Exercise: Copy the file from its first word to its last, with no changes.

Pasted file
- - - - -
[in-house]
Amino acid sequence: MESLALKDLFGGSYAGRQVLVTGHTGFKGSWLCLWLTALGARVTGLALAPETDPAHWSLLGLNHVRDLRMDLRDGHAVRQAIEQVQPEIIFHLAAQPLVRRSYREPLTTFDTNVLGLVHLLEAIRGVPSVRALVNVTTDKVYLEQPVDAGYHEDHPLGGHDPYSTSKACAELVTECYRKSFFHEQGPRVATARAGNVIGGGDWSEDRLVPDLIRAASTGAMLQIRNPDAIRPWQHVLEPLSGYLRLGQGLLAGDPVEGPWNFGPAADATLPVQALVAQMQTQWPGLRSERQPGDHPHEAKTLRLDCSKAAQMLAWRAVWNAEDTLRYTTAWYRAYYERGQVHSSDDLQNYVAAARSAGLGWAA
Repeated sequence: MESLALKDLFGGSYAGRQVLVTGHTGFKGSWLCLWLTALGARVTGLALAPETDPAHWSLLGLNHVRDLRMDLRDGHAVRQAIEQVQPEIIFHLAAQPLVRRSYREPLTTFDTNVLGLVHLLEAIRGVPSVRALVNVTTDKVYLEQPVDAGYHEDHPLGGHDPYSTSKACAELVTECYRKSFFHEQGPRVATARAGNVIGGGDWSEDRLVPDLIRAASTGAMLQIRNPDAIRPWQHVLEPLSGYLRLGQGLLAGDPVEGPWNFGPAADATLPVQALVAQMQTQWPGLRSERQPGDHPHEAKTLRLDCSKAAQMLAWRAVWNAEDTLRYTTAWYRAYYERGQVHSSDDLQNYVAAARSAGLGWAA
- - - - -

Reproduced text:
[in-house]
Amino acid sequence: MESLALKDLFGGSYAGRQVLVTGHTGFKGSWLCLWLTALGARVTGLALAPETDPAHWSLLGLNHVRDLRMDLRDGHAVRQAIEQVQPEIIFHLAAQPLVRRSYREPLTTFDTNVLGLVHLLEAIRGVPSVRALVNVTTDKVYLEQPVDAGYHEDHPLGGHDPYSTSKACAELVTECYRKSFFHEQGPRVATARAGNVIGGGDWSEDRLVPDLIRAASTGAMLQIRNPDAIRPWQHVLEPLSGYLRLGQGLLAGDPVEGPWNFGPAADATLPVQALVAQMQTQWPGLRSERQPGDHPHEAKTLRLDCSKAAQMLAWRAVWNAEDTLRYTTAWYRAYYERGQVHSSDDLQNYVAAARSAGLGWAA
Repeated sequence: MESLALKDLFGGSYAGRQVLVTGHTGFKGSWLCLWLTALGARVTGLALAPETDPAHWSLLGLNHVRDLRMDLRDGHAVRQAIEQVQPEIIFHLAAQPLVRRSYREPLTTFDTNVLGLVHLLEAIRGVPSVRALVNVTTDKVYLEQPVDAGYHEDHPLGGHDPYSTSKACAELVTECYRKSFFHEQGPRVATARAGNVIGGGDWSEDRLVPDLIRAASTGAMLQIRNPDAIRPWQHVLEPLSGYLRLGQGLLAGDPVEGPWNFGPAADATLPVQALVAQMQTQWPGLRSERQPGDHPHEAKTLRLDCSKAAQMLAWRAVWNAEDTLRYTTAWYRAYYERGQVHSSDDLQNYVAAARSAGLGWAA